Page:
The Fitbit Flex is one of several new inventions that allow people to track their activity and transfer the data to smartphones. ( AFP/Getty Images )

Even the pros occasionally need a fitness reality check.

Jessica Matthews, a spokeswoman for the American Council on Exercise, says a fitness tracking device she wore made her realize that she wasn’t reaching her goal of 10,000 steps daily, even with regular workouts. As a result, Matthews stepped it up by exploring longer routes while walking her two dogs.

To help people become more aware of their physical activity — or lack of it — companies are marketing high-tech gadgets with claims that they can measure movement, sleep, food intake and weight. Here’s a quick look at some of the devices available now or coming soon. (None of them were tested in Consumer Reports’ labs.)

Wrist gadgets

Older devices, such as pedometers, simply count your steps, but the newer trackers are designed to continually monitor all of your movements. Some of them can also track your sleep quality and calories burned, and even automatically transfer the information to your smartphone or computer.

Some of the gadgets can be worn around the clock, such as the Fitbit Flex ($100), which looks like a wristband. It tracks the number of times you wake up during the night, counts the number of calories you’ve burned and lets you enter what you eat via online and smartphone tools. The Fitbug Orb ($50; available this summer, according to the manufacturer) can be worn several ways, including on a lanyard (included). The Nike+ FuelBand ($149) lets you set fitness goals, monitor your progress and share the information with others via social media outlets. You can also use it as a watch.

You need to be somewhat tech-savvy to use many such devices because they need to be set up properly. Once you start using them, the data are transferred to your computer, tablet or smartphone. Matthews suggests doing your homework, such as reading user reviews, before buying them since you might not need all the extras. If you’re looking for something simpler, you can use a basic pedometer. Consumer Reports rated the Mio Trace Acc-Tek ($35) and the Omron GOsmart Pocket HJ-112 ($35) as two of the best step counters in its most recent tests.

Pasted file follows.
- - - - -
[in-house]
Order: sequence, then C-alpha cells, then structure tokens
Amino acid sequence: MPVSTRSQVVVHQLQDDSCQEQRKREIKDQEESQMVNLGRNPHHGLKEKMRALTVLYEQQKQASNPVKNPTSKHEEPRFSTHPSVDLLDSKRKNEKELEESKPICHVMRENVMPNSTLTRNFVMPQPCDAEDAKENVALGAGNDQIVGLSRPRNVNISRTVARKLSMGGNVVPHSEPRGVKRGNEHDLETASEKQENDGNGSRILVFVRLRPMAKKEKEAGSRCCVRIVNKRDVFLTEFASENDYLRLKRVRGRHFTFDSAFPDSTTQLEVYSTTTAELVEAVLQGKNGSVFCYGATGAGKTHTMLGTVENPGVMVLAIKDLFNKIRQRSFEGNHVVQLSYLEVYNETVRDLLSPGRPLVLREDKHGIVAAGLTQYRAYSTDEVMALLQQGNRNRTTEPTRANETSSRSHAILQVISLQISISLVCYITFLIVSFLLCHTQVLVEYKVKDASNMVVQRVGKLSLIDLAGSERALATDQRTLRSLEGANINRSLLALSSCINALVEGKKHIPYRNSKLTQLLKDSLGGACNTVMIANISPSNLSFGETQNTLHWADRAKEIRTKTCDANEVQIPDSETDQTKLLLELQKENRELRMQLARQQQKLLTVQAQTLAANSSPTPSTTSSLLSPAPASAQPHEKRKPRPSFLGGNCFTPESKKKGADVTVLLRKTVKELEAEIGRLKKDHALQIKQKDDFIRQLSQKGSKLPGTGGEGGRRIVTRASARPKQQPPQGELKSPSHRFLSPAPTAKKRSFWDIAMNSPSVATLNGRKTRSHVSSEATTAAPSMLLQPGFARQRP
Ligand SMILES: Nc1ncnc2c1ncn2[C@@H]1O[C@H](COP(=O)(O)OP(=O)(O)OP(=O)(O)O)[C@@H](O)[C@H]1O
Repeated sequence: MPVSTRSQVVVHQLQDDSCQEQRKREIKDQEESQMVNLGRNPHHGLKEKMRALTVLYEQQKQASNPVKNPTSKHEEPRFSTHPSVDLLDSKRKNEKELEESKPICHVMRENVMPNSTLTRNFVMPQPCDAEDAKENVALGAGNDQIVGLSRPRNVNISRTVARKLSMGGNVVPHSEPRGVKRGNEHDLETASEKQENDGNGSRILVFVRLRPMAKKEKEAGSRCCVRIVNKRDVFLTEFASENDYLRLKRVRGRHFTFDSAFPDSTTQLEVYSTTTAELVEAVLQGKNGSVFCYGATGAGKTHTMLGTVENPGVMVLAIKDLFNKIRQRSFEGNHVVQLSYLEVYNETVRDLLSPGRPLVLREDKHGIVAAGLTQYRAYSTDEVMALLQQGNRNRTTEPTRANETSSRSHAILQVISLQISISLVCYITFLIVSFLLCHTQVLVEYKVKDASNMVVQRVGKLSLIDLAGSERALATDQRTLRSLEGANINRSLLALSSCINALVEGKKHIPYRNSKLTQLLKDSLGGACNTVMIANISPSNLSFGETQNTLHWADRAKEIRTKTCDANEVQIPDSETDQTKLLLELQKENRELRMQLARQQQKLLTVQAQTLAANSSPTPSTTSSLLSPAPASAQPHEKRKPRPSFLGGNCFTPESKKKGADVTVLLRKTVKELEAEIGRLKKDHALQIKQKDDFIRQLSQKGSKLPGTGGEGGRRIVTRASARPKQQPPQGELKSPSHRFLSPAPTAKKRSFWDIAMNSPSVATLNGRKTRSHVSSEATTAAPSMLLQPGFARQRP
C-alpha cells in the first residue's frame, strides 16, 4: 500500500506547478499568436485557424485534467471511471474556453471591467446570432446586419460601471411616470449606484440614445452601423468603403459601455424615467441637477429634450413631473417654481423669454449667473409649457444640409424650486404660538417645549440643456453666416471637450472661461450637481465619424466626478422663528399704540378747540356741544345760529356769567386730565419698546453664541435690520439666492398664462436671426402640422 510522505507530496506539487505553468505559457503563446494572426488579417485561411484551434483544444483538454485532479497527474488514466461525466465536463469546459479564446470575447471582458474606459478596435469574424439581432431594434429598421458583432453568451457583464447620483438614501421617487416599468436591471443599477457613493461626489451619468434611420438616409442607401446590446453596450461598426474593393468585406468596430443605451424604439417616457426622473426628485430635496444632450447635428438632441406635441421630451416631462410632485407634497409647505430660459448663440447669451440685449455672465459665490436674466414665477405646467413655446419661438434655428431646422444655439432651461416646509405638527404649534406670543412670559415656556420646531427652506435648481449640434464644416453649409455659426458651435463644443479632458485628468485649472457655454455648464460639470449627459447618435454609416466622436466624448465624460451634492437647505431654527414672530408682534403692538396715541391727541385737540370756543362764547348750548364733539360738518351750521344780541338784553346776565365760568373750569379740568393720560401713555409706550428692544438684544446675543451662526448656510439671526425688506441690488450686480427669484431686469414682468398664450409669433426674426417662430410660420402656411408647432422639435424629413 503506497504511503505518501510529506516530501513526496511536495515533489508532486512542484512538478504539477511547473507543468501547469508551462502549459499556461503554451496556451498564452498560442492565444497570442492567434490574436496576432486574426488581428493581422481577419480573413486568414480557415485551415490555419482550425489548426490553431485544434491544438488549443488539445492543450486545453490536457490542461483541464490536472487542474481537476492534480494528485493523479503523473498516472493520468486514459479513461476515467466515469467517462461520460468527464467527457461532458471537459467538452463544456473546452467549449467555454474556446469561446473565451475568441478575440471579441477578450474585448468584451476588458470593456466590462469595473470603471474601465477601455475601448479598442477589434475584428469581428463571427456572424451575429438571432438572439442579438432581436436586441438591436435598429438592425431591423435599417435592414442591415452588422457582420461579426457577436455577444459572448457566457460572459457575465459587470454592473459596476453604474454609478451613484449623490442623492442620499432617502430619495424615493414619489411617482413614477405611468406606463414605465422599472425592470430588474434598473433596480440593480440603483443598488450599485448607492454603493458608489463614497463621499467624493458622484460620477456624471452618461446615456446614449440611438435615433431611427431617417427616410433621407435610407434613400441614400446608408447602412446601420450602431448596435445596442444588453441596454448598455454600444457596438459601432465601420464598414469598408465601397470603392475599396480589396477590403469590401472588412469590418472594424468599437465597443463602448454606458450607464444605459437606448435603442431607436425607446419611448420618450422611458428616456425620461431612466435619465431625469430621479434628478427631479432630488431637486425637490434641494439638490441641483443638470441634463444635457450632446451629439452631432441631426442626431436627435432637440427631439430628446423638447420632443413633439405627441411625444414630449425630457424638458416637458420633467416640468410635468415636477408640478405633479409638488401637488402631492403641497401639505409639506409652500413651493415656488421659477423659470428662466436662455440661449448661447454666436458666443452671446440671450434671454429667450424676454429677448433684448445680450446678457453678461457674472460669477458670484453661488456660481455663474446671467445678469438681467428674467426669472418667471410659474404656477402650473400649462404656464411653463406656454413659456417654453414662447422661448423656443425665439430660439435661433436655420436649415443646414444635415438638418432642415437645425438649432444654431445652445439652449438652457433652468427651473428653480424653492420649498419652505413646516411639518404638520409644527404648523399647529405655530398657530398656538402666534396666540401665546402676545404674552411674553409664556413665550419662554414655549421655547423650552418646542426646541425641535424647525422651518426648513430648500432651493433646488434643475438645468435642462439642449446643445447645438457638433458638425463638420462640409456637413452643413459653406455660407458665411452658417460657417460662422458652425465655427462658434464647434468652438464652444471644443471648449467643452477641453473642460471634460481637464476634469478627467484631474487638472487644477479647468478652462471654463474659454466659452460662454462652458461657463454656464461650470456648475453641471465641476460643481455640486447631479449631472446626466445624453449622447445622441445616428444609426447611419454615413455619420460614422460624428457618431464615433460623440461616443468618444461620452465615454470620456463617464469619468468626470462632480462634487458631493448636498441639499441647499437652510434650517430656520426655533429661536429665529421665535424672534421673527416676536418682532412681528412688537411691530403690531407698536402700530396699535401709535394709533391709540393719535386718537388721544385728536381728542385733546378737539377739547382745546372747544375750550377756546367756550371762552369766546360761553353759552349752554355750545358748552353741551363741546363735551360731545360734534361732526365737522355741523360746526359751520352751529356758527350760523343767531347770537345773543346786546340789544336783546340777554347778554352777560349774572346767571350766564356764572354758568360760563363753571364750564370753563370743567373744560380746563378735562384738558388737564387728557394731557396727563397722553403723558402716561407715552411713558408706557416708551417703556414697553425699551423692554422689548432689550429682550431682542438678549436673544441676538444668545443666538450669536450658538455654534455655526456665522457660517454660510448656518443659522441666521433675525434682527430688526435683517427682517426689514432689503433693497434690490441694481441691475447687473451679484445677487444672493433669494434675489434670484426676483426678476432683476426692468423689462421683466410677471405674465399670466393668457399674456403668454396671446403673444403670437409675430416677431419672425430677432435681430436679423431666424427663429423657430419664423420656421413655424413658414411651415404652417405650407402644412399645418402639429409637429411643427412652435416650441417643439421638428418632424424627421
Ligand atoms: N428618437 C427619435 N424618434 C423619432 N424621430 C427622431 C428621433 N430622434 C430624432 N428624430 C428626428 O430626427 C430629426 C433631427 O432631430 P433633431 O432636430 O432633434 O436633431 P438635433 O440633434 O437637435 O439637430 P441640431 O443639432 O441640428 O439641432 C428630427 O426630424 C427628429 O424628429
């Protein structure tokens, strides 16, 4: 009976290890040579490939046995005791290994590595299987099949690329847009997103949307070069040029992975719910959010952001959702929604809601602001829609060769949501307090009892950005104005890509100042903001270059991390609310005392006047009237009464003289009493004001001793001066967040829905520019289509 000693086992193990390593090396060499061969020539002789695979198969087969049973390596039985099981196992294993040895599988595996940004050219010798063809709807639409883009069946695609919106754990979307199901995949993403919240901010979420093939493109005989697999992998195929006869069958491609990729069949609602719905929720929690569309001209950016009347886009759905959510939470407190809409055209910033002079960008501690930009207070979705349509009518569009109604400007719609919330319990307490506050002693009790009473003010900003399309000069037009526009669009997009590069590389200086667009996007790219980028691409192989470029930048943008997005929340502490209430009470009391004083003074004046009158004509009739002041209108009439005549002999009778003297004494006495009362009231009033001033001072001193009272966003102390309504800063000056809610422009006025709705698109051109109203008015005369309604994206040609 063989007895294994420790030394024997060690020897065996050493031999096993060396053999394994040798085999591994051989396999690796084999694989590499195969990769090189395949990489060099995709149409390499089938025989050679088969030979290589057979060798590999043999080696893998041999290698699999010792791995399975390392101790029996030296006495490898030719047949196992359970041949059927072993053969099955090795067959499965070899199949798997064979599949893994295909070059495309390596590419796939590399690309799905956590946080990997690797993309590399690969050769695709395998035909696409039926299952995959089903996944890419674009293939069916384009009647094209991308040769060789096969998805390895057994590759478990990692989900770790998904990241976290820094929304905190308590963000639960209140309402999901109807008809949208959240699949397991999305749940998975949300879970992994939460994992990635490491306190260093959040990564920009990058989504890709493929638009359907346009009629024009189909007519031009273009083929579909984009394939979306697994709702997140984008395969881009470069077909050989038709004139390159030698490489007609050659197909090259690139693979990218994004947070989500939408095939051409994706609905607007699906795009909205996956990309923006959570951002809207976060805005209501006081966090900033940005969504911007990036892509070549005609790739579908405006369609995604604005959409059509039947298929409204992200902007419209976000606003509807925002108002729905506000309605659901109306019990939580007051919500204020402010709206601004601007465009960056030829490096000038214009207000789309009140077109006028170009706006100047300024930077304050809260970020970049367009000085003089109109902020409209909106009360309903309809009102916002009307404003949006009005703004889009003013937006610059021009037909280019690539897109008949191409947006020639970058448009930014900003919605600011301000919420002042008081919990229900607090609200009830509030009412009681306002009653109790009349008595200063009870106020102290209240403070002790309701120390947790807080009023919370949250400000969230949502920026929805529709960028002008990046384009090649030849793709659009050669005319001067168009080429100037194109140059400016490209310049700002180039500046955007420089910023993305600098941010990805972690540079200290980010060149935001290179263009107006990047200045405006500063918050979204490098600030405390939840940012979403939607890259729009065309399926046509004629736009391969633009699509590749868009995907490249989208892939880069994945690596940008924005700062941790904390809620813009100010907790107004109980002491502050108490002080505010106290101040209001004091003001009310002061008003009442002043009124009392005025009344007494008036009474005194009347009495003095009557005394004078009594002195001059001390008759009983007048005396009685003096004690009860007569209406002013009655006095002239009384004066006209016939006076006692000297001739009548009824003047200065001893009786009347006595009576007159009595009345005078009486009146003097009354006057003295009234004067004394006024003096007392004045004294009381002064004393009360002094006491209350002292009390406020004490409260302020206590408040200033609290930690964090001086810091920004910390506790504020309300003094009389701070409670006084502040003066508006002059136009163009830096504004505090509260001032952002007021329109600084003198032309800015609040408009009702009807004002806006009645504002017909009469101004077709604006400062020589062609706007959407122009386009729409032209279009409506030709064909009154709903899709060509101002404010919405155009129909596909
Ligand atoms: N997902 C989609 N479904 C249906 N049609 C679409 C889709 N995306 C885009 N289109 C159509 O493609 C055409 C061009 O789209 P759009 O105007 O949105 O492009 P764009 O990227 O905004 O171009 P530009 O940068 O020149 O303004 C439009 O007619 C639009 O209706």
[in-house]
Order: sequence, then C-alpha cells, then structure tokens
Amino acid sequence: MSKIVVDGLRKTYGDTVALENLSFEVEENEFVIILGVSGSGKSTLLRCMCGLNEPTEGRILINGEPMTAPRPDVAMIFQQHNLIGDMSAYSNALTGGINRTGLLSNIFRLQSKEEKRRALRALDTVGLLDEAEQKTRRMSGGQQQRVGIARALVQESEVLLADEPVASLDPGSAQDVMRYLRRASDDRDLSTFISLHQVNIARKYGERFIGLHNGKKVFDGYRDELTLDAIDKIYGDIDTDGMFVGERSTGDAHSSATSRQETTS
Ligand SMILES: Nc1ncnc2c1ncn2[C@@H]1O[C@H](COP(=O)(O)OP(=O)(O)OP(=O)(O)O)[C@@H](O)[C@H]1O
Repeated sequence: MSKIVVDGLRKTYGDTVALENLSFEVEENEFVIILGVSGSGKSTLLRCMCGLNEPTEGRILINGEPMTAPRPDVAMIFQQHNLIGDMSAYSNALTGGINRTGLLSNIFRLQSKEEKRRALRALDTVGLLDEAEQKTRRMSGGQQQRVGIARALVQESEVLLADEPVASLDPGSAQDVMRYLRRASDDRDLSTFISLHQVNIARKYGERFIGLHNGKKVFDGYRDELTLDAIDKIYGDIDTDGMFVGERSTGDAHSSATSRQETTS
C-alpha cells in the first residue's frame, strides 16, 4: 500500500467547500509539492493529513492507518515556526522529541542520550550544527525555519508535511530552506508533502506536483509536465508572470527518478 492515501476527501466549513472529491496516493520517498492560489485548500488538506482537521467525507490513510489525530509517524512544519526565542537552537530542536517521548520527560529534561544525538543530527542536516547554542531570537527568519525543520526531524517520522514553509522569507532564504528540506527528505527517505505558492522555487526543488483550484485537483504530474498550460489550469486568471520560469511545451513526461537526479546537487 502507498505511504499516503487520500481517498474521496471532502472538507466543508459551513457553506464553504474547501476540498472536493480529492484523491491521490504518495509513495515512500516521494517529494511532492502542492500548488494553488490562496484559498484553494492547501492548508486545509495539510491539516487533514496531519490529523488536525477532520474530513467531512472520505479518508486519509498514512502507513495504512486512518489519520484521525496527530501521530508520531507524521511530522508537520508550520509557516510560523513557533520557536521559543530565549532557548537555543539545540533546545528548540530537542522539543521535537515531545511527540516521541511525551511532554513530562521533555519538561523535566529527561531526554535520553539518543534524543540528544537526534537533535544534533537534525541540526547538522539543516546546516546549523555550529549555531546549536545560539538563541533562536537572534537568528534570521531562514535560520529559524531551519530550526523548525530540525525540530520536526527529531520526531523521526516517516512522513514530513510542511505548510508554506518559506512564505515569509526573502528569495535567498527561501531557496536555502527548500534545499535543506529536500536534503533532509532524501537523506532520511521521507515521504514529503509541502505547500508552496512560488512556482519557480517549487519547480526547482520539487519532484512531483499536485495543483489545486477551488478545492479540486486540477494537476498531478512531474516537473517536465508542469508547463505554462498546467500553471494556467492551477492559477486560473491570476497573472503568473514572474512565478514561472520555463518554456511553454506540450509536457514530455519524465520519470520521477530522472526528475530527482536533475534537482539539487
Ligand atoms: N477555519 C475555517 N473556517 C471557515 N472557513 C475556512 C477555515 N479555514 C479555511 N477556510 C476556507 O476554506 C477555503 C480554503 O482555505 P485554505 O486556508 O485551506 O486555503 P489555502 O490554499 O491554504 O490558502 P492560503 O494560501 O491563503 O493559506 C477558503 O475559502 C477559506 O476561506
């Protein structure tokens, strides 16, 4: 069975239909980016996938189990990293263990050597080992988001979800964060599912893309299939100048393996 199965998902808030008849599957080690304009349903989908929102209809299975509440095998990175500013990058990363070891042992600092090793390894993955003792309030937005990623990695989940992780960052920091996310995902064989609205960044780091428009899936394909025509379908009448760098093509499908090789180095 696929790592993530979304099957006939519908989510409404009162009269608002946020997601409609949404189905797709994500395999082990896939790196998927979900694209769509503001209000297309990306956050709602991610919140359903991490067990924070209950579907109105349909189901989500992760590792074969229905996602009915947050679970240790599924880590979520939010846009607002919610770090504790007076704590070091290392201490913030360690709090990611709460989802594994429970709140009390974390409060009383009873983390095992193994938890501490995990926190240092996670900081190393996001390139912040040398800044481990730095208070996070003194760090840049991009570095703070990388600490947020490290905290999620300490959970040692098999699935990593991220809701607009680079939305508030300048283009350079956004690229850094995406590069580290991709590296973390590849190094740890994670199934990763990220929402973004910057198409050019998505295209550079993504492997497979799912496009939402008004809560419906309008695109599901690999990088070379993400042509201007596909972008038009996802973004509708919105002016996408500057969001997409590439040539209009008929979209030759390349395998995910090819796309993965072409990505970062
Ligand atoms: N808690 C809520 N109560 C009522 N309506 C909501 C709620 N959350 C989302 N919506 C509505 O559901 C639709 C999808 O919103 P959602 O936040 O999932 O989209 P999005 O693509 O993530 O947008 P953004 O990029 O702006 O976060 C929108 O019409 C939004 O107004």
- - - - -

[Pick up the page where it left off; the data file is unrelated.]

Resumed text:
Phone gadgets

Almost half of all Americans carry smartphones, according to a recent survey from the Pew Research Center. That means that many of us might be able to turn to easy-to-use fitness apps to help step up our workouts. The Nike Training Club app (free for Apple and Android users) offers more than 100 workouts, with nicknames like “Hurricane” and “Slim Chance,” and it includes 15-minute bonus workouts featuring such Olympic athletes as Allyson Felix and Shawn Johnson.The workouts are offered at three fitness levels.

Another app, called the Daily Workout, helps to tone specific areas of your body. Its Daily Arm Workout includes five- and 10-minute exercises that demonstrate the proper technique (free for Apple and Android users; 99 cents for additional exercises and no ads). The same company also offers exercises to strengthen your heart, legs and buttocks.

Diet gadgets

The HAPIfork is an eating utensil that vibrates and lights up if you eat too quickly. It also transfers your eating-habit information to your computer or smartphone ($99; available starting in November, its maker says). Its maker claims that eating more slowly “will improve the way you feel after every meal, enhance your digestion and reduce your weight.” The fork is meant to make you more aware of what you’re consuming. A small study last year linked being more mindful about your eating habits to weight loss in women who frequently ate out.

Bathroom gadgets

Smart scales such as the Fitbit Aria Wi-Fi ($130) and the Withings Wireless WS-30 ($100) can automatically upload your weight via a WiFi connection to your computer, tablet or smartphone to help you keep track of your daily progress.

Bottom line: It’s important to keep moving as well as to keep watching your weight. Use whatever helps you stay motivated — whether the method is high-tech or not.

Copyright 2013. Consumers Union of United States Inc.

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